The Yankees know full well that offering Cliff Lee a seven-year guaranteed contract is a bad idea. At least, I think they do.

Lee will turn 33 during the 2011 season. Signing him to a deal that would conceivably pay him over $20 million the year he turns 40 doesn’t exactly reek of fiscal responsibility.

No, it doesn’t approach the mind-numbing idiocy of Alex Rodriguez‘s contract. The foolishness of that deal—home run “milestone” escalators and all—will be remembered by historians the same way they recall Napoleon’s decision to invade Russia in the dead of winter. Thanks Hank!

A better parallel may be Jason Giambi, another established veteran star the Yankees signed to a multi-year contract using the “Win now! Worry later!” strategy. Nearly 31 and having packed on roughly 80 pounds of muscle mass during the second Clinton administration, New York ignored the red flags and signed the Oakland MVP to a seven-year, $120 million deal nine years ago this Monday.

The Big G had his moments in pinstripes, but his PED non-admission admission combined with a steady decline in production made it a regrettable contract by its halfway point.

It’s certainly conceivable the Yankees would feel the same way about Lee’s deal.

For a more positive outlook, point to Mike Mussina, who began a six-year, $88.5 million deal with New York when he was 32, the same age Lee is now. Mussina never won a ring with the Yankees, but was more or less as good as advertised, even winning 20 games in his final season. He also drank Mountain Dew by the case and weirded out lughead teammates with his high intelligence, but that’s neither here nor there.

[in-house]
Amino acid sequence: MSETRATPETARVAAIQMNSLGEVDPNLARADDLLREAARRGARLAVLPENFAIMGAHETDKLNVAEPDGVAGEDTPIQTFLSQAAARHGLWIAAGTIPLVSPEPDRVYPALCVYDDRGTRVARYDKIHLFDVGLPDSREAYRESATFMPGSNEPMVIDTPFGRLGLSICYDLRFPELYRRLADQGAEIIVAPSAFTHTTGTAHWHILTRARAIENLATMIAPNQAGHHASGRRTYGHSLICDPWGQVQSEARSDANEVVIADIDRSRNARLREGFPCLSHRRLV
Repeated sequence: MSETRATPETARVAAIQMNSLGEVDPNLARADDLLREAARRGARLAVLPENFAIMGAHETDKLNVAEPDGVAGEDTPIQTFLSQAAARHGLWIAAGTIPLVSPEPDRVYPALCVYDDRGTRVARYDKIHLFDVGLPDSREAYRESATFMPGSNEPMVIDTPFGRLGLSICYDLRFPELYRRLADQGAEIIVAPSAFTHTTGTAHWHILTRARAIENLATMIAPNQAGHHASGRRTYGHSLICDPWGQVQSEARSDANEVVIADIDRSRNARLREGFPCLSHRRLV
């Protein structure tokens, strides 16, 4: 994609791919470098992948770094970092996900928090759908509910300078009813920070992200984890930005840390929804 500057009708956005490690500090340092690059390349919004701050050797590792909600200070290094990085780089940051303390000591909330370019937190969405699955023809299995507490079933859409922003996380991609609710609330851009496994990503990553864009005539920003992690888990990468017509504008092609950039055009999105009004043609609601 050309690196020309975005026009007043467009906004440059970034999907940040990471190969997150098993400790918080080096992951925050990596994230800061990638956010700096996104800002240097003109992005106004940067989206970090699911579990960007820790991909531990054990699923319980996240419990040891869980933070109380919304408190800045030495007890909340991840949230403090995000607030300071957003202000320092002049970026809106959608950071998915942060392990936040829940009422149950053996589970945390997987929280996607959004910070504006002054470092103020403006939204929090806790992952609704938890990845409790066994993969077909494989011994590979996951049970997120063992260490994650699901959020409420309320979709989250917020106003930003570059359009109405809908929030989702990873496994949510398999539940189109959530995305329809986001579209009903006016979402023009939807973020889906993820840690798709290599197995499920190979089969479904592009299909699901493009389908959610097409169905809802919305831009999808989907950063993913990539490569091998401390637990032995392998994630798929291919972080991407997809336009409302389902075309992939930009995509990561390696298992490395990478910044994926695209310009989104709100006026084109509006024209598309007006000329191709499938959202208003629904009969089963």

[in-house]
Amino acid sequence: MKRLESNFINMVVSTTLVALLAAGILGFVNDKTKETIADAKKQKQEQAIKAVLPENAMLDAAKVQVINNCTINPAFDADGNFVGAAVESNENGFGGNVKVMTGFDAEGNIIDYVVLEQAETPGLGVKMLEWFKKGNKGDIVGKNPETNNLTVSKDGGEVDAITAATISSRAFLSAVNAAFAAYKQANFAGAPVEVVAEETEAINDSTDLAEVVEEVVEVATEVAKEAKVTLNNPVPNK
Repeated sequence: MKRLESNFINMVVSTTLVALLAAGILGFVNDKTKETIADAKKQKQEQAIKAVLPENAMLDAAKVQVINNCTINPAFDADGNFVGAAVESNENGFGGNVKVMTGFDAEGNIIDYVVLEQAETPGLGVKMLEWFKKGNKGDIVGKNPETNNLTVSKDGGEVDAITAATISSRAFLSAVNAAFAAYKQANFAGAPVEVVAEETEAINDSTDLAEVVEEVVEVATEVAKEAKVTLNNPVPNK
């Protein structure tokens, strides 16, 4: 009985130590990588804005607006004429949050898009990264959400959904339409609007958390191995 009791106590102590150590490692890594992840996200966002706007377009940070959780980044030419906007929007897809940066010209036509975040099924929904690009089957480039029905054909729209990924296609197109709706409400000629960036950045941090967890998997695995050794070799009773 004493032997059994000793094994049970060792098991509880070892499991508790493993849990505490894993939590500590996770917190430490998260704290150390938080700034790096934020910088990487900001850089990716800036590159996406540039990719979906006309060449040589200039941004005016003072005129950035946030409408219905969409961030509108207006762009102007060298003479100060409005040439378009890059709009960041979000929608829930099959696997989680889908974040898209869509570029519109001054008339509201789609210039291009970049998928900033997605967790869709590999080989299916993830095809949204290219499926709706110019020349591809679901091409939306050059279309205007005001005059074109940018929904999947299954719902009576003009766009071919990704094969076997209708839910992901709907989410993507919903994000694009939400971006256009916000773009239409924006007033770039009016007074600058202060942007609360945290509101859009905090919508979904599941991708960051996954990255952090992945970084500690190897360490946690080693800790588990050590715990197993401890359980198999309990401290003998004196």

And while past signings have produced mixed results, there’s no disputing that the Yankees find themselves in a precarious position as things currently stand. Their biggest rival has turned the winter meetings into a personal playground, adding two (twenty-something) All-Stars in Adrian Gonzalez and Carl Crawford who stand to shift the balance of power in the American League.

There’s no way to sugarcoat it—the Yankees need Lee just to keep up with Boston. Other than Crawford himself, no one benefited from the outfielder’s mega-deal with Evil Empire (NESN Division) more than Lee did. It made the Yankees desperate, the exact scenario every blue-chip star dreams of when he reaches free agency.

To further complicate matters for the Yankees, the clock is ticking. Derek Jeter is 36. A-Rod is 35. Jorge Posada is 39. Mariano Rivera is 41. Andy Pettitte (assuming his return) is 38. A.J. Burnett will be 34.

The bill is coming due. Maybe not this year, maybe not the next, but there’s an urgency to contend now before their high-priced veterans go from strengths to liabilities. The “Win now! Worry later!” roster makeup will eventually send New York into a rebuilding period of some kind. Signing Lee gives you the best shot for a title in your core’s glaucoma golden years.

And if Lee doesn’t sign with New York? Well, that’s when Cash gets on the horn with Carl Pavano’s people.

And that’s when I donate my body to the Human Centipede doctor.


Dan Hanzus writes three columns a week on his New York Yankees site, River & Sunset. He can be reached at Follow Dan on Twitter @danhanzus.

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